Monitoring the police to ensure accountability
W.A.T.E.R. 17 Special to the AmNews | 5/31/2013, 1:01 p.m.
Activists also touched on the financially lucrative role stop-and-frisk plays in the overall scheme of things.
"They have [quotas] to meet in order to receive federal, state and local funding," revealed Hayden. "They have to show in some measurable way that they are carrying out the mission they are being funded for. The NYPD accumulates these arrests so that they can tell their funders, 'Yeah, keep sending that money ... we're doin' our job!' The courts, the police, the prisons, they all work together."
Brother Shep adds: "So when these pigs roll around and harass our youth, that's all part of the prison-industrial complex. The main thing they want to do is lock up our young warriors. Go to any courthouse in the morning and you'll see thousands of people waiting in line--the overwhelming majority of them Black or Latino ... it looks like a slave auctioning block!"
This democratic society is based upon a system of "checks and balances," and while many may be confused about the role law enforcement plays in communities, a select few are not.
"I think it's only right since we pay them--they are public servants, and we are the public--that we should have the right to monitor them too," said Hayden. "Especially since they have taken the relationship between the police and the community and turned it upside down, where now they consider themselves our masters and we're their servants. We have to monitor them to straighten out this relationship."
Although many cop watch organizations are locally based, they usually patrol abroad daily.
"The objective is not to wait for something to happen then watch, but to be pro- or pre-active before something takes place," said Shaka Shakur of the People's Survival Program. "We're not looking to interfere with police who carry out their duties properly, but we set a presence for those who intend to misuse the people."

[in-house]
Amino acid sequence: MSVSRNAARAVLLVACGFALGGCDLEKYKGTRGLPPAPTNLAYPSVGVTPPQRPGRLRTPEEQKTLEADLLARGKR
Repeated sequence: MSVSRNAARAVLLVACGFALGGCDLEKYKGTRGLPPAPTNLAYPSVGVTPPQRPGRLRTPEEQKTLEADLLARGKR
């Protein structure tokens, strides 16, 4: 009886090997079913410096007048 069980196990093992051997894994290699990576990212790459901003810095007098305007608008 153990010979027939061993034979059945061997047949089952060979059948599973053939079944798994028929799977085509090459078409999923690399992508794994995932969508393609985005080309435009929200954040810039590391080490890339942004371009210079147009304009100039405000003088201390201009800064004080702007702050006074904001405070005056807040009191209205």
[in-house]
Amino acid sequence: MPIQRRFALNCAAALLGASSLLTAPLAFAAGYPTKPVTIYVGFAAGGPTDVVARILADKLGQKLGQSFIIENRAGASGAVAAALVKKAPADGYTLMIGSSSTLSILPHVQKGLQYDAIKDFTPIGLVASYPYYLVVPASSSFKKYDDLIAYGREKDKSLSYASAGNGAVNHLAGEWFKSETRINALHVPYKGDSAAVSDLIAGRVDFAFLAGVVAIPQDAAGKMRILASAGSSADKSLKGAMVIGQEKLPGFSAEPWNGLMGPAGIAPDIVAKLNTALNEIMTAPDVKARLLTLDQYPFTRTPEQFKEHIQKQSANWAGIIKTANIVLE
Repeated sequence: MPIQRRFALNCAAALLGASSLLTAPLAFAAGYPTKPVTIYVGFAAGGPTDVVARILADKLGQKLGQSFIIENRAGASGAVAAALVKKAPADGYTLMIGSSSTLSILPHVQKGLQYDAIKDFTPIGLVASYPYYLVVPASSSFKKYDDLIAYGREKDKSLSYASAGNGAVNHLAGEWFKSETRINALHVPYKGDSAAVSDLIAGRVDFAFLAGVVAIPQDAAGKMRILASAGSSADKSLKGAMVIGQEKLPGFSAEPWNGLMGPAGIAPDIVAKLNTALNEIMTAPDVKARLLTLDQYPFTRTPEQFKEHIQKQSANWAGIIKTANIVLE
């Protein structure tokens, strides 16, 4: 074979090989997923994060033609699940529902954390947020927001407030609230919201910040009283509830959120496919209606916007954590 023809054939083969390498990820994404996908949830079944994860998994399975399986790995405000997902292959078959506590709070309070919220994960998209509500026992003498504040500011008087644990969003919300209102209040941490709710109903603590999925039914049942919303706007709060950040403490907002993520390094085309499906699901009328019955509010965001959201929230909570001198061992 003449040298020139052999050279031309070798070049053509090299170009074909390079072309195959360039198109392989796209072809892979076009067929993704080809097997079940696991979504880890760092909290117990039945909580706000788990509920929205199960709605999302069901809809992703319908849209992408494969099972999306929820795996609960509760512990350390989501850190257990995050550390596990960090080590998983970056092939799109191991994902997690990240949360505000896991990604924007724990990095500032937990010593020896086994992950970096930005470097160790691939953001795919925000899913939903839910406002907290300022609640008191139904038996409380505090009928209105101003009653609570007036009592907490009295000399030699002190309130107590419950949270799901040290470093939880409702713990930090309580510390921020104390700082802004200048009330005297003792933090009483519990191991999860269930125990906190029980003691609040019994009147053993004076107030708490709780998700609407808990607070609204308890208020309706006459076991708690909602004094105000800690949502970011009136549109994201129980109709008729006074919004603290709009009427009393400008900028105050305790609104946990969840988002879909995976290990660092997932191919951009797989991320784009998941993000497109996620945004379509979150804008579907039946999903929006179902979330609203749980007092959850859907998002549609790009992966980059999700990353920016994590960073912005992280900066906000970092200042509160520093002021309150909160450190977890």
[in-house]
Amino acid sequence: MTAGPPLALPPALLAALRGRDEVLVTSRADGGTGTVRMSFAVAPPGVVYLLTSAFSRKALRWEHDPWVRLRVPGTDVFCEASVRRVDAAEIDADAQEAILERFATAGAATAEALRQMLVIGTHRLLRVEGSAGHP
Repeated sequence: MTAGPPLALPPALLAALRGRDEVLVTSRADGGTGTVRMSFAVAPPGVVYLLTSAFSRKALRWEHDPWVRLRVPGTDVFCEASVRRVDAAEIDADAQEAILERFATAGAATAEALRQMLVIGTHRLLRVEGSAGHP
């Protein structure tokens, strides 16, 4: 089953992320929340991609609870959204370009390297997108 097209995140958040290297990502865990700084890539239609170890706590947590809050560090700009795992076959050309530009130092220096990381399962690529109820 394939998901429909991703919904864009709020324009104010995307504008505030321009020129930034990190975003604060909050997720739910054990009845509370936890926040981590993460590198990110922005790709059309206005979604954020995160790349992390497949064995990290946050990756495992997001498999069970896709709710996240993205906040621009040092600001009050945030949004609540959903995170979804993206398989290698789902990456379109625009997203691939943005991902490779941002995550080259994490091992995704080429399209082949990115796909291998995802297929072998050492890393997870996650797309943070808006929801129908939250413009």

The People's Survival Program is conducting a 10-week anti-police terror training class at the Assata Shakur/Guillermo Morales Center at CCNY's NAC Building, room 3/201, that "not only teaches you to know your rights or to do the cop watch and be a cop watch, but actually trains you to be a facilitator," said Shakur.
Continuing, Shakur said, "We want to skillfully train people how to use their cameras, computers and editing programs to protect themselves using technology most of us have. We want this to be something every community picks up. We're saying the new weapon for our generation is the camera ... that's our AK-47 or righteous weapon."
LaSalle shares: "We're creating a dispatch system where when someone sees police activity, they can call, and this dispatch system will call other cop watch organizations in that area and let them know there's a stop, and hopefully they'll be able to get there In time and document it."
Declared Shep: "We're making an effort to get all the cop watch organizations in New York to work together."
Closing, Hayden said, "They work for us, we pay them, they are here to serve and protect, not master and regulate. It has nothing to do with justice or safety of the community--that's bulls-- excuses."
For more information on the classes, email firstname.lastname@example.org or call 212-650-5008.